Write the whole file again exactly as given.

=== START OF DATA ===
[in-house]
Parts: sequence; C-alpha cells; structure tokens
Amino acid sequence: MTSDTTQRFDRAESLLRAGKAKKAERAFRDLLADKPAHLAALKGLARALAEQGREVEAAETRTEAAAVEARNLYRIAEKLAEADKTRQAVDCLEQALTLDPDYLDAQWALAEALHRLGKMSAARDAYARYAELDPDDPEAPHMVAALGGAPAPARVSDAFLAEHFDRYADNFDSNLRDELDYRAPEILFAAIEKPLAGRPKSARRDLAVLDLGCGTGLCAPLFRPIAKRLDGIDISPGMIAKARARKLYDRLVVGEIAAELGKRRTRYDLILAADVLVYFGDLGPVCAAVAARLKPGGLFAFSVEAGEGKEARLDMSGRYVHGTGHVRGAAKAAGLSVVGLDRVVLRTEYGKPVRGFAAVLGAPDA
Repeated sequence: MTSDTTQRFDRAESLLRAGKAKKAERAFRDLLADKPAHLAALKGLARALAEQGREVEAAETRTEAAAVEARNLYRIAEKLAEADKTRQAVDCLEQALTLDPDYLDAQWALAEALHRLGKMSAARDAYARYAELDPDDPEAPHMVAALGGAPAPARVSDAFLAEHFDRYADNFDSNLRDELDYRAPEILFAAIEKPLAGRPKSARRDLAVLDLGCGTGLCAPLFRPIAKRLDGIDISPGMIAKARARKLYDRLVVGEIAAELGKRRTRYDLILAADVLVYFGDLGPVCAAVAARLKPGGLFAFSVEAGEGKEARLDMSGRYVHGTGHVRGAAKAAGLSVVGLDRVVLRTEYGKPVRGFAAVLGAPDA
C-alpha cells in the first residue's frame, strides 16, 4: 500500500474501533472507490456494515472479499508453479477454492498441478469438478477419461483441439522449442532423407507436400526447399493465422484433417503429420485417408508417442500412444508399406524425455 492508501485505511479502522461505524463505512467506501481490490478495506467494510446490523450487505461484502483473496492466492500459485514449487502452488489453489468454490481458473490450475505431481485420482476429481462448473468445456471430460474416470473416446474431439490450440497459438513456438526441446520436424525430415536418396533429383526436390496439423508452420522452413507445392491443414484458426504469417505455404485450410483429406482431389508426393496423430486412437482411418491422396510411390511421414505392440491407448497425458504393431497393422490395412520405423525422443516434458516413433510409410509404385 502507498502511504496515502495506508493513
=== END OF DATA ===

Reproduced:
[in-house]
Parts: sequence; C-alpha cells; structure tokens
Amino acid sequence: MTSDTTQRFDRAESLLRAGKAKKAERAFRDLLADKPAHLAALKGLARALAEQGREVEAAETRTEAAAVEARNLYRIAEKLAEADKTRQAVDCLEQALTLDPDYLDAQWALAEALHRLGKMSAARDAYARYAELDPDDPEAPHMVAALGGAPAPARVSDAFLAEHFDRYADNFDSNLRDELDYRAPEILFAAIEKPLAGRPKSARRDLAVLDLGCGTGLCAPLFRPIAKRLDGIDISPGMIAKARARKLYDRLVVGEIAAELGKRRTRYDLILAADVLVYFGDLGPVCAAVAARLKPGGLFAFSVEAGEGKEARLDMSGRYVHGTGHVRGAAKAAGLSVVGLDRVVLRTEYGKPVRGFAAVLGAPDA
Repeated sequence: MTSDTTQRFDRAESLLRAGKAKKAERAFRDLLADKPAHLAALKGLARALAEQGREVEAAETRTEAAAVEARNLYRIAEKLAEADKTRQAVDCLEQALTLDPDYLDAQWALAEALHRLGKMSAARDAYARYAELDPDDPEAPHMVAALGGAPAPARVSDAFLAEHFDRYADNFDSNLRDELDYRAPEILFAAIEKPLAGRPKSARRDLAVLDLGCGTGLCAPLFRPIAKRLDGIDISPGMIAKARARKLYDRLVVGEIAAELGKRRTRYDLILAADVLVYFGDLGPVCAAVAARLKPGGLFAFSVEAGEGKEARLDMSGRYVHGTGHVRGAAKAAGLSVVGLDRVVLRTEYGKPVRGFAAVLGAPDA
C-alpha cells in the first residue's frame, strides 16, 4: 500500500474501533472507490456494515472479499508453479477454492498441478469438478477419461483441439522449442532423407507436400526447399493465422484433417503429420485417408508417442500412444508399406524425455 492508501485505511479502522461505524463505512467506501481490490478495506467494510446490523450487505461484502483473496492466492500459485514449487502452488489453489468454490481458473490450475505431481485420482476429481462448473468445456471430460474416470473416446474431439490450440497459438513456438526441446520436424525430415536418396533429383526436390496439423508452420522452413507445392491443414484458426504469417505455404485450410483429406482431389508426393496423430486412437482411418491422396510411390511421414505392440491407448497425458504393431497393422490395412520405423525422443516434458516413433510409410509404385 502507498502511504496515502495506508493513